While writing the play that summer, events like this happened all the time, events like re-opening a stalled draft only to realise I’d just moments before inadvertently discovered the passage and idea required to propel the draft forward. In 2000, I struggled with a particular scene in the play, left it alone, struggled, left it, despaired, struggled, found patience…and then the inspiration came, with a flash of instant recognition, from some long-forgotten event in my own life. Not only did it fit the scene perfectly, but it expanded themes already developed elsewhere in the script. Meanwhile, my actors would suggest changes to the dialog, and I would realise that their changes were, in fact, the way the play was intended to be written. Congruences. Synchronicities. Coincidences. Gifts. I came to understand that I was not writing a play, so much, as that a play already existed and we, my director, actors, stage manager, among others, and myself, were all conduits for bringing it to the page and, eventually, to the stage. I’ve since spoken with other writers, and this experience of ‘discovering the work’ rather than ‘creating’ it is surprisingly common. To discover the work, you need to be connected to something greater than yourself.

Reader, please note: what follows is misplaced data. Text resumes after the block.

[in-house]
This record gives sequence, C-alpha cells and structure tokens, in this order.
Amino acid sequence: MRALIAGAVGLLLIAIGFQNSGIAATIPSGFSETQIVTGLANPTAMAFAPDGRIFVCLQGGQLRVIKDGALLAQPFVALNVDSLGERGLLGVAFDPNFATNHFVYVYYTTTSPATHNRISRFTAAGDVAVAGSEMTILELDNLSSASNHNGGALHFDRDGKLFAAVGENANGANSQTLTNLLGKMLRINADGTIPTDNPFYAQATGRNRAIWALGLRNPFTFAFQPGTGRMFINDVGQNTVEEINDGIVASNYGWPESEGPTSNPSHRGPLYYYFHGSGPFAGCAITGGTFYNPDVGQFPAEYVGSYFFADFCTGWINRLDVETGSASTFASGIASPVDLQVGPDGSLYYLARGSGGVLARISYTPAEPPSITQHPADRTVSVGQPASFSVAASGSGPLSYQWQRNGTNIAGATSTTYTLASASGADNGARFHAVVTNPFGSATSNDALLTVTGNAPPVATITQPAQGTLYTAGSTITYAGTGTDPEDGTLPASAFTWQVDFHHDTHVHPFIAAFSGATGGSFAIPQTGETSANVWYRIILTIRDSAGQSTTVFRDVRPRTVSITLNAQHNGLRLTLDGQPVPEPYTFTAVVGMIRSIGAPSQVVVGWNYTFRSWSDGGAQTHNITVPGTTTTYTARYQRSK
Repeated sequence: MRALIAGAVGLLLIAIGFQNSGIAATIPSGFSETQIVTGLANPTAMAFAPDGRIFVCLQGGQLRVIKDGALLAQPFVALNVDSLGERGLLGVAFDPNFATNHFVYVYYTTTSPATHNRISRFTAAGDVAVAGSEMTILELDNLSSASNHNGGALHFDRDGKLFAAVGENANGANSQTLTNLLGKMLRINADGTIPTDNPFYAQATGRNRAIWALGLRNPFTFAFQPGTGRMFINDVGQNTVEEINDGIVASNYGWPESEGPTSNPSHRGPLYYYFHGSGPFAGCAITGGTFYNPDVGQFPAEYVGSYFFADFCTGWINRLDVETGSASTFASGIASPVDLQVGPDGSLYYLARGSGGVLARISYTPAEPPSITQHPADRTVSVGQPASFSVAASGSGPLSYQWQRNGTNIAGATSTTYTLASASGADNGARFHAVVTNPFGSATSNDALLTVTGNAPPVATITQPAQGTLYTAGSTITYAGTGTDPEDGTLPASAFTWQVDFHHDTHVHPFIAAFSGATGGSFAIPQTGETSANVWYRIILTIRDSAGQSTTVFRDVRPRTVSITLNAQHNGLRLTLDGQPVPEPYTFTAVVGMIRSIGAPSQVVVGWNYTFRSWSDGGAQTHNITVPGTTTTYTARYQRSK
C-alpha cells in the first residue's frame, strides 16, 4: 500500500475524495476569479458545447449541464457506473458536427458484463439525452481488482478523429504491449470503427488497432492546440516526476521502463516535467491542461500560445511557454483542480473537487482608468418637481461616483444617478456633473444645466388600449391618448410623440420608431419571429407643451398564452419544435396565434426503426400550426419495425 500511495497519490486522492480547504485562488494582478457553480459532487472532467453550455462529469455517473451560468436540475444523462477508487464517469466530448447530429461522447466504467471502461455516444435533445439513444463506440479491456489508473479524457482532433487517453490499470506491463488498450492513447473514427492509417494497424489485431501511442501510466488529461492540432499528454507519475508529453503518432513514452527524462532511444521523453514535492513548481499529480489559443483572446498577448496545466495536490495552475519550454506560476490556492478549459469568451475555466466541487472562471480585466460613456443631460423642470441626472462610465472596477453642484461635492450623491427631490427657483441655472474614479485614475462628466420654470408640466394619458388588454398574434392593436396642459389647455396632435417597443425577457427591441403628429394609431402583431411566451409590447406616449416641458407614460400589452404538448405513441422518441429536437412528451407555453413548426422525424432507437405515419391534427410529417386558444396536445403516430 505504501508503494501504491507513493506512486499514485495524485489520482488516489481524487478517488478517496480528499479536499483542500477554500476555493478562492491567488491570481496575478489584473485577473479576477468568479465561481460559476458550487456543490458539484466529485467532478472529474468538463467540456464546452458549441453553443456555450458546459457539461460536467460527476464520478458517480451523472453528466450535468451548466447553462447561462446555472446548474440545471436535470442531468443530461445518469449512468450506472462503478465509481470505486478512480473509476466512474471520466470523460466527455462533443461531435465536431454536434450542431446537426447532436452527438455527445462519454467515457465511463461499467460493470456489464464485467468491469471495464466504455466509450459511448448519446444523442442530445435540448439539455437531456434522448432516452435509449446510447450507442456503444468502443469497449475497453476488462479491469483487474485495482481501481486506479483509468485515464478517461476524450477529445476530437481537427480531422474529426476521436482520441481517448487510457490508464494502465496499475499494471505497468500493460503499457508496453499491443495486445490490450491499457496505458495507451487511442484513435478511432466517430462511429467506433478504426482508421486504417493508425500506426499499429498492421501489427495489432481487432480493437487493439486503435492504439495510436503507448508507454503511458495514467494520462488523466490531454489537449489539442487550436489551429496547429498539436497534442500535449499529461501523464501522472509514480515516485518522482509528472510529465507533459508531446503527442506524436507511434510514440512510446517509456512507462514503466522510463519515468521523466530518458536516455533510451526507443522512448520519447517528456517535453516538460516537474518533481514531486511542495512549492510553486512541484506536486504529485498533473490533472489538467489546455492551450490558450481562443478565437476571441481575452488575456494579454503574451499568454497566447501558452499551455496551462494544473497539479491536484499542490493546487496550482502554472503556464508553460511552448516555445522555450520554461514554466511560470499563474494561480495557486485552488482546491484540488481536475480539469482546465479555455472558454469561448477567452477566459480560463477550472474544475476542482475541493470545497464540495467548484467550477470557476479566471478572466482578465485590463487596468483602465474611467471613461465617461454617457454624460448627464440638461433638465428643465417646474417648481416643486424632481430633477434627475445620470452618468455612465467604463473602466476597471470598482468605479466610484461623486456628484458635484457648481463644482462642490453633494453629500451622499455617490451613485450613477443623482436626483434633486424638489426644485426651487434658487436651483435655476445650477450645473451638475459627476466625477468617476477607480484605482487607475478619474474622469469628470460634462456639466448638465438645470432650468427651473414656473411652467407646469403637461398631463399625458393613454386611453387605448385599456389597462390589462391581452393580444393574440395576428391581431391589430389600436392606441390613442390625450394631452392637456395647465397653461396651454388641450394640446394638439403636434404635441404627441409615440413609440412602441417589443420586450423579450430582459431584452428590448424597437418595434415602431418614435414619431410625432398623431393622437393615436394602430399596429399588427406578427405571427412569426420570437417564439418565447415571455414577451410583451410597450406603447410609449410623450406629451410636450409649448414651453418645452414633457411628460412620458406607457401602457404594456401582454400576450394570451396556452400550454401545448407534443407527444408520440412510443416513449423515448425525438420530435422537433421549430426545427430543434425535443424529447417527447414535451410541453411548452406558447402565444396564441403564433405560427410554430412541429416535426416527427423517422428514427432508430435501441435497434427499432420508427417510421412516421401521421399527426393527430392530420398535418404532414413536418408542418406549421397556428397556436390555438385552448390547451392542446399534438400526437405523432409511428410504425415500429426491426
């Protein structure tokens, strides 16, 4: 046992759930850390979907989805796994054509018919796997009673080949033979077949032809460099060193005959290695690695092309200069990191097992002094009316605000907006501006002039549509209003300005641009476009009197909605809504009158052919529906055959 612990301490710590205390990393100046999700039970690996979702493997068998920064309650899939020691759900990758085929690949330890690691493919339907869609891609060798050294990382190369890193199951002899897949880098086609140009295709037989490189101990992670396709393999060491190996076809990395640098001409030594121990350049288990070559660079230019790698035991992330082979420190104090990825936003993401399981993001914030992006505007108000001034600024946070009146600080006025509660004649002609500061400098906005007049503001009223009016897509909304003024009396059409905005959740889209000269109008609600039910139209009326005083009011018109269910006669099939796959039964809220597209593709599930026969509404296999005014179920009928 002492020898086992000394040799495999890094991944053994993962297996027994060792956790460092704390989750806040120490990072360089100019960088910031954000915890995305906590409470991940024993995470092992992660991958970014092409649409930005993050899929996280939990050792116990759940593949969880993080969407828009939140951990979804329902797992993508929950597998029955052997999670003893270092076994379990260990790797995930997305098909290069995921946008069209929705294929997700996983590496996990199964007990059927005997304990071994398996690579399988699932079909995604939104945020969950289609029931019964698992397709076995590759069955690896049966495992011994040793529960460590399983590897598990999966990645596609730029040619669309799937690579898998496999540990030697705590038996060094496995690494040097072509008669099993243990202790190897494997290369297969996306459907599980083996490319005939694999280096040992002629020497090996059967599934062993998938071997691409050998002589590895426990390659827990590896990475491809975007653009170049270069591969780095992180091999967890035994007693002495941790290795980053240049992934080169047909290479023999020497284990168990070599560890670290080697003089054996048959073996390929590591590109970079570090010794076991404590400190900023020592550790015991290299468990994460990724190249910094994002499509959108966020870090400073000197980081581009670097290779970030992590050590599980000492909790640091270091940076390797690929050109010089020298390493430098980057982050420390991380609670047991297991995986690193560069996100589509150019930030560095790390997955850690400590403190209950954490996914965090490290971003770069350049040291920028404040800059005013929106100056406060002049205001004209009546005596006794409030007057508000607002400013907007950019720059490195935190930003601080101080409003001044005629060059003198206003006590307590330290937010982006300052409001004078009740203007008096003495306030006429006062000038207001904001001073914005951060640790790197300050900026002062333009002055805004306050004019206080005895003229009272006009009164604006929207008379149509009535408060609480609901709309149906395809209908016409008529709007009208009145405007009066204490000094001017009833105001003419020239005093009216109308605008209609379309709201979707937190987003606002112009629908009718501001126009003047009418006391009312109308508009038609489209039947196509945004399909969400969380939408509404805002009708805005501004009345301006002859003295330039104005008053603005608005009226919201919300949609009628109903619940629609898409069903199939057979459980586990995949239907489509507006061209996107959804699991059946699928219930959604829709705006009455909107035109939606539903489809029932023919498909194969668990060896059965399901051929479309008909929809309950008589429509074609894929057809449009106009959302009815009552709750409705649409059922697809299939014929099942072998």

Oh, and I was. I was connected in that special way more often than not, so often, in fact, that for a period of about two weeks I felt that physically energetic sense of connection twenty-four hours a day. An epiphany. A world-changer. Already miles away from anything I knew, heading into very unfamiliar waters with that adventurer’s mad, reckless bliss, grinning ear-to-ear.
A few months after the play, my dark beauty and I finally broke up. Really, though, we’d already parted ways that one fateful day before the play opened. Like Tristan, I didn’t know where I was going. But as I glanced back to Common Ground and it’s flakes, I knew the direction the wind was taking me, who it was taking me away from, and the kind of people it was taking me toward. And I was OK with that.